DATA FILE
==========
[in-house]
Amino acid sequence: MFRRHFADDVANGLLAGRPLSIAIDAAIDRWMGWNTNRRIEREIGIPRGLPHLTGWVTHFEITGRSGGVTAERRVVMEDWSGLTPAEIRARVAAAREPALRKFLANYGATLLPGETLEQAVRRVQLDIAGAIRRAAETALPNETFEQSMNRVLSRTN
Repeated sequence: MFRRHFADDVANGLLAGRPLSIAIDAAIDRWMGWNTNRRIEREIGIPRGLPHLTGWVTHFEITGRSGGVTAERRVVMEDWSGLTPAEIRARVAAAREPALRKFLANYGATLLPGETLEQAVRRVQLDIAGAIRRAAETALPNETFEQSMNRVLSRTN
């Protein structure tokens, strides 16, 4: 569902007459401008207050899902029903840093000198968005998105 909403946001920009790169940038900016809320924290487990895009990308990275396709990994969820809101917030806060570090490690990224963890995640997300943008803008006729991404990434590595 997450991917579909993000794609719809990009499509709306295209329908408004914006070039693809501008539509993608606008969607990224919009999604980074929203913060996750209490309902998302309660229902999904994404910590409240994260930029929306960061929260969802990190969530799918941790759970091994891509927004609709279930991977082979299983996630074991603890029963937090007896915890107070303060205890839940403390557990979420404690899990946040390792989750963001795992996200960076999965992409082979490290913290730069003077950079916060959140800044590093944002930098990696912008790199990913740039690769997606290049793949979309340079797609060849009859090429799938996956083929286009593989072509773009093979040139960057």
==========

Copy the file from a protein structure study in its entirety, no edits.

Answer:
[in-house]
Amino acid sequence: MFRRHFADDVANGLLAGRPLSIAIDAAIDRWMGWNTNRRIEREIGIPRGLPHLTGWVTHFEITGRSGGVTAERRVVMEDWSGLTPAEIRARVAAAREPALRKFLANYGATLLPGETLEQAVRRVQLDIAGAIRRAAETALPNETFEQSMNRVLSRTN
Repeated sequence: MFRRHFADDVANGLLAGRPLSIAIDAAIDRWMGWNTNRRIEREIGIPRGLPHLTGWVTHFEITGRSGGVTAERRVVMEDWSGLTPAEIRARVAAAREPALRKFLANYGATLLPGETLEQAVRRVQLDIAGAIRRAAETALPNETFEQSMNRVLSRTN
């Protein structure tokens, strides 16, 4: 569902007459401008207050899902029903840093000198968005998105 909403946001920009790169940038900016809320924290487990895009990308990275396709990994969820809101917030806060570090490690990224963890995640997300943008803008006729991404990434590595 997450991917579909993000794609719809990009499509709306295209329908408004914006070039693809501008539509993608606008969607990224919009999604980074929203913060996750209490309902998302309660229902999904994404910590409240994260930029929306960061929260969802990190969530799918941790759970091994891509927004609709279930991977082979299983996630074991603890029963937090007896915890107070303060205890839940403390557990979420404690899990946040390792989750963001795992996200960076999965992409082979490290913290730069003077950079916060959140800044590093944002930098990696912008790199990913740039690769997606290049793949979309340079797609060849009859090429799938996956083929286009593989072509773009093979040139960057």